Calculating Heart Rate for Exercise

Posted on: March 29, 2016
Tags: Physical fitness, Newsletters,

How to Calculate Your Heart Rate for Exercise Purposes

Why recreate something when the original is correct and easy to follow? We couldn’t think of a reason, so here is what we found on the web. The directions are easy to follow and easy to do. The original blog was posted in Cafewell in November, 2014.

The following is taken word-for-word from Cafewell.com, blogs from Jake DeWalt. He is a Health Coach, Certified Personal Trainer, Certified Performance Enhancement Specialist, and Certified Fitness Nutrition Specialist

Exercising within the appropriate zones can benefit everyone, from the beginning exerciser trying to lose weight or improve their cardiovascular fitness, to the highly conditioned athlete preparing for their next competition. The key to making heart rate training work is to increase (or occasionally decrease) your heart rate into the correct training zone, so your effort matches your goals. 

Since heart rate training zones are specific for each individual person, it’s necessary to do a little bit of setup work.

1. Calculate your maximum heart rate
: 
This first step is a simple! Subtract your age from 220. The result is an age-predicted maximum heart rate beats per minute. Example: If you are 36 years old, subtract 36 from 220 = 184. You now know that your maximum heart rate is 184 beats per minute. 

** This method does not take into account your fitness level or inherited genes that can make your true maximum heart rate 10 to 20 beats per minute higher or lower than the age-predicted number. 

2. Determine your resting heart rate: 
Take your pulse before you get out of bed in the morning. 

Grab a watch and find your pulse. You can locate your pulse either in your radial artery on your wrist or at your carotid artery in your neck. Choose the spot that works best for you. The only trick to measuring your heart rate is that you must use the correct fingers to do the measuring. Your thumb has a light pulse and can create some confusion when you are counting beats. It's best to use your index finger and middle finger together. After you find the beat, you need to count how many beats occur within 60 seconds. The shortcut to this method is to count the number of beats in 30 seconds and multiply that number by 2. This method gives you a 60-second count. Example: You count 23 beats in 30 seconds: 23 x 2 = 46 beats per minute. Do this for several days in a row to ensure you get consistent readings.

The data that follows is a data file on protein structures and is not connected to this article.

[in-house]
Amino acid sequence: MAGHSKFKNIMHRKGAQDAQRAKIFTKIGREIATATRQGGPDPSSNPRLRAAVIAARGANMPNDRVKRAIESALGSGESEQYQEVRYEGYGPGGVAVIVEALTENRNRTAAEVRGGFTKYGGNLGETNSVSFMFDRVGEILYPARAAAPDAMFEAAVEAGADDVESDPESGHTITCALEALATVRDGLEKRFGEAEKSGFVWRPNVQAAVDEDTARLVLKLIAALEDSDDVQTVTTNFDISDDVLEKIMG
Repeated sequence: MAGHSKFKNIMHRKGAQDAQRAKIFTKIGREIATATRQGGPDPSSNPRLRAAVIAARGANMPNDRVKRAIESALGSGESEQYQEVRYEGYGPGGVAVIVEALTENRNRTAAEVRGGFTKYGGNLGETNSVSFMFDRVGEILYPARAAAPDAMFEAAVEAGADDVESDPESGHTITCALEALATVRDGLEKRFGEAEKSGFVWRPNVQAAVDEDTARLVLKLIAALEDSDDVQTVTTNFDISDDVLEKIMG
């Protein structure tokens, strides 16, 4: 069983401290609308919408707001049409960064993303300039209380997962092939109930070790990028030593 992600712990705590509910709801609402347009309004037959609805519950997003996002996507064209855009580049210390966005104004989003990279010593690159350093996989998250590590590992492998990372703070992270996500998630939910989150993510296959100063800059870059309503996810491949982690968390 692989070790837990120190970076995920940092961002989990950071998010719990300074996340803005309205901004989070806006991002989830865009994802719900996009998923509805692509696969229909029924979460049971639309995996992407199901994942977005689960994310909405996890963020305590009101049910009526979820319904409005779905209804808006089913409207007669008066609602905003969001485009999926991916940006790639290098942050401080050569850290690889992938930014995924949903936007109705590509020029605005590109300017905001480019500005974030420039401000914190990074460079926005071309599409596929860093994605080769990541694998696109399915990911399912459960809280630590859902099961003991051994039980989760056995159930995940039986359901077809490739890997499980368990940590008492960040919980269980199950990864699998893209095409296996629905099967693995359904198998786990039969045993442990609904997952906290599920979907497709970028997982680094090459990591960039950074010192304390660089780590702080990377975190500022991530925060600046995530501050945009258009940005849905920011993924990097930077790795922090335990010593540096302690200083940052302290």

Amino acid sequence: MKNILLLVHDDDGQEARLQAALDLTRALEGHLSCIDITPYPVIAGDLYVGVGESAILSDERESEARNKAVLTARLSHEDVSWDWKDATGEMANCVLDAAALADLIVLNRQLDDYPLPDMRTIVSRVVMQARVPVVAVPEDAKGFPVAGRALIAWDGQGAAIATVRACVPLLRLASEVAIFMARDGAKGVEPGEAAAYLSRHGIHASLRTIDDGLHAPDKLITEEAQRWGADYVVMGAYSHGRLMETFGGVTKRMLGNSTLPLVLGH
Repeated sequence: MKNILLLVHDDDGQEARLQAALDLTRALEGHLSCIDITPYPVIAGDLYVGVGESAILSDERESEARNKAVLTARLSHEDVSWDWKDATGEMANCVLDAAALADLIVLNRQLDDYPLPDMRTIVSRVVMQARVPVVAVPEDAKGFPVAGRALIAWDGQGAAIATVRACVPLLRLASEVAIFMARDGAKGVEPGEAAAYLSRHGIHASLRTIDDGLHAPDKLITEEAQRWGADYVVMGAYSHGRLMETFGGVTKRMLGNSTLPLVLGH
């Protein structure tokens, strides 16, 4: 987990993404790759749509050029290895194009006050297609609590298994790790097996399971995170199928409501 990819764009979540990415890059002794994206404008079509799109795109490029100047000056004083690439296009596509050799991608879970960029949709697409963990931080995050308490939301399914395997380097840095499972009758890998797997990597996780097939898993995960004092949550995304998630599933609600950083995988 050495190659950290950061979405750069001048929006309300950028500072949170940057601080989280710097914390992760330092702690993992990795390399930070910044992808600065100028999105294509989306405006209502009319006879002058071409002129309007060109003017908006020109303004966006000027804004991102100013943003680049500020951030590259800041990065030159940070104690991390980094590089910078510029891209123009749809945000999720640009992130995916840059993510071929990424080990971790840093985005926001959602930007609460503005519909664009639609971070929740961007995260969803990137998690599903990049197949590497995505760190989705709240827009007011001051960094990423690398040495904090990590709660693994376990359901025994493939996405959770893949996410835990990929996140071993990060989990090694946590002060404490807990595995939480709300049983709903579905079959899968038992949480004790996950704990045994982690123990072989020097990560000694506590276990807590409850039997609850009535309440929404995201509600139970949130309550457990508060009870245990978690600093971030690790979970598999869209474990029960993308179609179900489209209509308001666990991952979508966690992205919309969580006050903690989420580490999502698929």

** In general, the lower your resting heart rate, the more physically fit you are. Some athletes have resting heart rates in the 40s. One way to see if your new workout is succeeding is to check your resting heart rate over a few months. See if it has decreased, remained the same, or increased. 

3. Calculate your heart-rate reserve: 
Subtract your heart’s resting rate from your maximum rate. 

Using our example, in step one we determined that a 36 year olds maximum heart rate is 184. Next, subtract the resting heart rate (in step two we determined this to be 46). 184 – 46 = 138 beats per minute. This heart-rate reserve (138) represents the heartbeats available for exercise, or the difference between your maximum heart rate and your resting heart rate. 

4. Calculate your aerobic heart rate training zone for fat burning: 
This fat-burning zone will lie between 50 and 75% of your heart rate reserve. 

To calculate this, continuing with our 36-year-old example, we determine that 50% of 138 beats per minute is 69. And 75% of 138 is 104. Next, add your resting heart rate to both numbers: 69 + 46 = 115 and 104 + 46 = 150. 

What this means is the example person will burn fat for fuel most efficiently when his or her heart rate is between 115 and 150 beats per minute. 

5. Calculate your aerobic heart rate training zone for enhanced fitness
: 
The range required to improve aerobic endurance, between 75 and 85% of your heart rate reserve, is higher than that needed for fat burning. 

Again, using the example, 75% of the heart rate reserve of 138 is 104, and 85% is 117. 
Again, add your resting heart rate to both numbers: 104 + 46 = 150 and 117 + 46 = 163. 

To improve his or her aerobic endurance, the person from the example would need to aim for between 150 and 163 heartbeats per minute. 

6. Calculate your aerobic-anaerobic threshold heart rate training zone: 
This range represents the upper limits of aerobic exercise, the point just before you push yourself into exhaustive anaerobic work. Exercising at this intensity is usually done to improve athletic performance. 

The range to accomplish this task lies between 85 and 90% of your heart rate reserve. Again, using the example of a person with a heart-rate reserve of 138 and following the same math process as in previous steps, the person’s aerobic-anaerobic threshold would be 163 to 170 beats per minute. 

** Be advised that operating at this intensity level will not burn body fat for fuel. 

7. Calculate your anaerobic heart rate training zone: 
Training at this level requires an all-out effort of between 90 and 100% of your heart-rate reserve. The goal here is to go as fast as you can for as long as you can. 

Using the same example from above, anything between 170 beats per minute and 184 beats per minute becomes pure anaerobic training. 

I hope you found this exercise to be interesting. Although training with the intent of maximizing effectiveness by utilizing heart rate zones may seem laborsome or too detail oriented at the beginning, I strongly suggest giving it a try. It’s motivational and encouraging knowing that the effort you’re putting in is truly in-line with the goals you’ve set out to accomplish.